It's the beginning of something new. I'm shooting for another blog called Surviving the Golden Age and I'm trying my hand at writing reviews as well!
Head on over to their site to read my full review for this show.
You know what's the best part about writing a review for someone else? I get to post the pictures here and not have to struggle with the words. I've already done the hard work. That being said, I will include some of my experiences throughout the night, more so photography wise.
While the light seems to look just fine in these shots, it was some of the toughest I've shot against. It worked out better for Spirit Animal and Nico Vega because they pushed forward to the edge of the stage. Honestly, more of the light was hitting the front of the audience than the stage.
I was a little unkind to Spirit Animal in my review. I don't like when a performer panders to the camera. I'll get my shots, I don't need the cheese, thanks. I didn't and won't post pictures when you get in my face. What annoyed me the most is that Cooper jumped off the stage AT me. I'm all about you being energetic and enthusiastic, but don't jump at my camera. I, and more importantly my lens, got covered in your sweat which is both gross and caused me to stop shooting to clean off said sweat.
I had a chance to experiment more with my Polaroids at this show. It's the first time I've tested out the combination of a faster film speed with a neutral density filter. While this wasn't the ideal lighting conditions, hence the long exposure, I got some fun results. The problem with this particular film is that it takes a full half hour to develop after it's been shot, so you won't know the results before you take another picture.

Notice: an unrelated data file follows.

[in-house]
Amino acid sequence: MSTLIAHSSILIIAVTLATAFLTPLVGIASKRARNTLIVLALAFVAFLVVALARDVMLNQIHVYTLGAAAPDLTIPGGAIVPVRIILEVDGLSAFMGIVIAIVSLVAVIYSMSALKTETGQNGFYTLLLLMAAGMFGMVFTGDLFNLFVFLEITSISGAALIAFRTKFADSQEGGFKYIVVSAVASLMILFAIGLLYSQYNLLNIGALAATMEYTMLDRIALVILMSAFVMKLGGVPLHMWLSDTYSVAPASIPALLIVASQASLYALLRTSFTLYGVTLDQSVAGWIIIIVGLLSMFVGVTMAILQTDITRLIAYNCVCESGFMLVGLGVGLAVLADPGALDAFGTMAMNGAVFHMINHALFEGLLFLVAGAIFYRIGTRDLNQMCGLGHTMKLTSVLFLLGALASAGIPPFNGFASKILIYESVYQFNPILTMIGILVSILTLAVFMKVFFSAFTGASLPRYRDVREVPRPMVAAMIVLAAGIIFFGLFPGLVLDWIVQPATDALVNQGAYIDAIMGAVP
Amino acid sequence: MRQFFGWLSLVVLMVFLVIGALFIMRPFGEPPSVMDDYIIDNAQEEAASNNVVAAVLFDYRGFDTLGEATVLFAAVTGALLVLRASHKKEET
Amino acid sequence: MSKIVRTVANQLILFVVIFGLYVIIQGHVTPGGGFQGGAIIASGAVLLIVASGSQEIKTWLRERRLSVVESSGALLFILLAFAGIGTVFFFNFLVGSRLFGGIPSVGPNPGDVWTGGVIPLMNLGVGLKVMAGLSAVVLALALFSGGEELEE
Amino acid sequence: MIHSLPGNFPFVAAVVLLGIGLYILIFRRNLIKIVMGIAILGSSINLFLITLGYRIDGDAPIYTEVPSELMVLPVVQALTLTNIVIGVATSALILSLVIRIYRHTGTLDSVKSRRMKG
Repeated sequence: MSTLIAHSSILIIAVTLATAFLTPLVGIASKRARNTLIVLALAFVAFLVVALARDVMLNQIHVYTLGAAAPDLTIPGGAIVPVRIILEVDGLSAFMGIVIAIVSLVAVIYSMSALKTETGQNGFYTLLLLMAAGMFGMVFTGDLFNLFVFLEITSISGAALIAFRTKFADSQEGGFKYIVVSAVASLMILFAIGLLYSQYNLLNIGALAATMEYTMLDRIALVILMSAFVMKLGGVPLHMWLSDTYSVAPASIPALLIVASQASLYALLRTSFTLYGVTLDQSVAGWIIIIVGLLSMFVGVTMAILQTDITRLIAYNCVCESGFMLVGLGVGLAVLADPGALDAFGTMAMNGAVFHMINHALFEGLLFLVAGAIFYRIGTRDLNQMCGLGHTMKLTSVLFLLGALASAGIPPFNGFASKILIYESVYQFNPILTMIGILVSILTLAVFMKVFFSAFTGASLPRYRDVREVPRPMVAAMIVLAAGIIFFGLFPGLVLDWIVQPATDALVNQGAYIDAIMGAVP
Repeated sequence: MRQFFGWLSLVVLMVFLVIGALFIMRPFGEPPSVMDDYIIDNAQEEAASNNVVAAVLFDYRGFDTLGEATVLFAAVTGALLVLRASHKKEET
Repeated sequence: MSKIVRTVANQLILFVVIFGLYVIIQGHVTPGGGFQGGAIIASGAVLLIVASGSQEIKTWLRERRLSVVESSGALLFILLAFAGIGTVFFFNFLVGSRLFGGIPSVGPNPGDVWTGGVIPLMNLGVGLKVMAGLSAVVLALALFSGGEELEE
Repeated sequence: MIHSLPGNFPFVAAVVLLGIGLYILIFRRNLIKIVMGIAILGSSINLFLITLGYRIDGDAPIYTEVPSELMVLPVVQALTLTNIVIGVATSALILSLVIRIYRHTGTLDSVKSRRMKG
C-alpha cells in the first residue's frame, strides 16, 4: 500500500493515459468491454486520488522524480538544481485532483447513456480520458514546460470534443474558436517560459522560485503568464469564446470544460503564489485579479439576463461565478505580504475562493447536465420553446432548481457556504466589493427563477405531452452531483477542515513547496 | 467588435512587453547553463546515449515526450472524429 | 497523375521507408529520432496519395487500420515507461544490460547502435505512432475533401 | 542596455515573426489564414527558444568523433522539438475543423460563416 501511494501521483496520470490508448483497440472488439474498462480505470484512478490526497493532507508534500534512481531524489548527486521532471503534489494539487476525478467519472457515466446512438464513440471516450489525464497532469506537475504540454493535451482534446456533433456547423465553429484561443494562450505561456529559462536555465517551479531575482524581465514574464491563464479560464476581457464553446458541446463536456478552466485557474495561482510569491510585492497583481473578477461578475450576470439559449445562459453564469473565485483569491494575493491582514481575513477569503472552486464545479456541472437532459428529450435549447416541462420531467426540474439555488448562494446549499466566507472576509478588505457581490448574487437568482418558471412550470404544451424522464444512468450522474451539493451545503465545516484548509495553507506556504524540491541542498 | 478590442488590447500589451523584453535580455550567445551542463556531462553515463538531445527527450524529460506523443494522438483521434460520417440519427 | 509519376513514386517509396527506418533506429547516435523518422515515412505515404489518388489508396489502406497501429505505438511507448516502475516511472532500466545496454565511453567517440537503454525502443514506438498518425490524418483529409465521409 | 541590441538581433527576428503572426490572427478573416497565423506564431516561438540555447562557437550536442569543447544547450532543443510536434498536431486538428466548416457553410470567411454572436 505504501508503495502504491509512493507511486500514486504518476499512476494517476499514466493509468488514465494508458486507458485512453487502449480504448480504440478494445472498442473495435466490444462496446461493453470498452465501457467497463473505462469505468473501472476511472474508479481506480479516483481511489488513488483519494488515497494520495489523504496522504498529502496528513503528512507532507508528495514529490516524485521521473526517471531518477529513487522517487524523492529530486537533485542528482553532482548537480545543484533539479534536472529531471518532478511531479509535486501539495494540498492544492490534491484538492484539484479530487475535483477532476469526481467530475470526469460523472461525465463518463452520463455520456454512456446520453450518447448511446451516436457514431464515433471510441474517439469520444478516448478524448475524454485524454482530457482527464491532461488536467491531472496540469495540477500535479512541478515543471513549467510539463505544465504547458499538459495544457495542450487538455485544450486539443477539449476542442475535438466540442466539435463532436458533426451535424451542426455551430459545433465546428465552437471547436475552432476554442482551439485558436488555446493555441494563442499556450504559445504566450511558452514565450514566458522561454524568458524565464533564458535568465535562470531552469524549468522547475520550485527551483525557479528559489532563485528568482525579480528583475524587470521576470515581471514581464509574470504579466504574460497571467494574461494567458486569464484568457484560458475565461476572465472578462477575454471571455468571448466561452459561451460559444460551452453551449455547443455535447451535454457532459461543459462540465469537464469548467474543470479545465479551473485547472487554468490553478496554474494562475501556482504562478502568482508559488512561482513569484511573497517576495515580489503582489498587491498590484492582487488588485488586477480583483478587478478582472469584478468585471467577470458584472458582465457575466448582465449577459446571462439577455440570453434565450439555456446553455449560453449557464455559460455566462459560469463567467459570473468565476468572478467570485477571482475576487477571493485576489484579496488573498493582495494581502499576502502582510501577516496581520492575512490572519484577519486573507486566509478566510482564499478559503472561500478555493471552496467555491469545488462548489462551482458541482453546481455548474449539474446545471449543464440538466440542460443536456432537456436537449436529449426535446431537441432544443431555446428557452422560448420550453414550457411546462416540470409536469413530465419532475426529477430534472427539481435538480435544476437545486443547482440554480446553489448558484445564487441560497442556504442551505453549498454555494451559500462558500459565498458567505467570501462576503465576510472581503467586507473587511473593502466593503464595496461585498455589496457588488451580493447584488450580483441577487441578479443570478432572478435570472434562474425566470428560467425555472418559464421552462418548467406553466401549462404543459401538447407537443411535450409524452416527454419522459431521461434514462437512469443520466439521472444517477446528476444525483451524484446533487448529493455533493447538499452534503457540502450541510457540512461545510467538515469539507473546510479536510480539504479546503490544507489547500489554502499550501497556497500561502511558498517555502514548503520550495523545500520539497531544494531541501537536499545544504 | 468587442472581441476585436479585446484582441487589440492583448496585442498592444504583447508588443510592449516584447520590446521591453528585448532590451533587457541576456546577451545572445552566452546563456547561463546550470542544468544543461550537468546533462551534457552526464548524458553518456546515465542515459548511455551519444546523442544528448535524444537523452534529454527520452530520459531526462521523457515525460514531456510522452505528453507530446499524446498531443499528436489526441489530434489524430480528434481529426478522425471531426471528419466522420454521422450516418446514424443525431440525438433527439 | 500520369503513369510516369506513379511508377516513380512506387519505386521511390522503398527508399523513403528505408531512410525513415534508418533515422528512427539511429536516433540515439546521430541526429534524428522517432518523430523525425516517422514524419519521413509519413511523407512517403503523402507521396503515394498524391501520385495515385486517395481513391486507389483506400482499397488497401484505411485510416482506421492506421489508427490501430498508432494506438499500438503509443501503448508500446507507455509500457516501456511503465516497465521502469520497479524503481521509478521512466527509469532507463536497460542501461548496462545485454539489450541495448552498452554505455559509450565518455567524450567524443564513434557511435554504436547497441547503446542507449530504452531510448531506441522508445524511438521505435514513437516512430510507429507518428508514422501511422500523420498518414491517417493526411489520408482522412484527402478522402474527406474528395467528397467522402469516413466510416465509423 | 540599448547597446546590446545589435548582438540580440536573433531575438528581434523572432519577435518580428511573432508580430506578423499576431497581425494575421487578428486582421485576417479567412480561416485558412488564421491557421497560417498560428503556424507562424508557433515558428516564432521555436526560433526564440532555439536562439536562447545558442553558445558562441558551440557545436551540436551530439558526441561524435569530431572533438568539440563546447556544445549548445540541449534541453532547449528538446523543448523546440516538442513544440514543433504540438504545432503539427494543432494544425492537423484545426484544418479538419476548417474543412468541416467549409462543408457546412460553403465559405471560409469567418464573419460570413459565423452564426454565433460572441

I came out in support of Eytan and the Embassy, which I've shot a few times now. What's fun about covering a band multiple times is that you have a better feel for the way they set up and move on the stage. Shooting a band with a front man that plays keyboard is tough because of the angles. The past couple of times, I've shot pointing towards Eytan to be able to see his face, but you lose the sense of his instrument, it just ends up as a big ol box in the photographs. I picked the left side of the stage to work around that, knowing that he also turns and faces the crowd a lot when he sings.
Ah, the fog machine, which is now more dreaded than blue light. You can't work around a fog machine, much less one that pumps out mercilessly all night long. It essentially throws off the focus on my camera; often times locking on to the haze in front of the performer. Darn you, 5D Mark III for having such sensitive sensors.
All things considered, I got a few decent shots. One day, Eytan and the Embassy are going to play some beautifully lit venue and I'm going to have a field day.
With no idea what the first Polaroid would look like, I decided to take another with the addition of a flashbar. Judging by the sound of long shutter from the first shot, I knew I needed more light. I'm pretty sure the exposure is spot on, but the flash reflected the fog. Either way, it's a cool shot. It looks like it's straight out of the 60's, which fits the band's image perfectly.
Nico Vega was a lot of fun for me to shoot. Aja Volkman had a great energy that translated so well in photographs. Yes, I was still having some issues with the light and fog. There was a great moment where she climbed atop the drum kit, but there wasn't enough contrast in the photos to work with. What I respected the most was that she gave me plenty of opportunities to capture her passion, without looking fake. She walked in front of the stage monitors, right at me, but kept her focus on her fans. Learn from that, Spirit Animal!
Even though it was a bit of a hustle for me to make it into the city on a Tuesday night, I was glad I made the effort. I felt much more confident doing my concert review for StGA with at least one band I was familiar with. If you've been reading this blog for a while, you'll know how much I struggle with writing about music. It's a great skill for me to improve upon and will hopefully lead to more coverage in the future. As always, I'll close out with shoes, or lack thereof.
Can it still be considered a shoe shot if the performer is barefoot?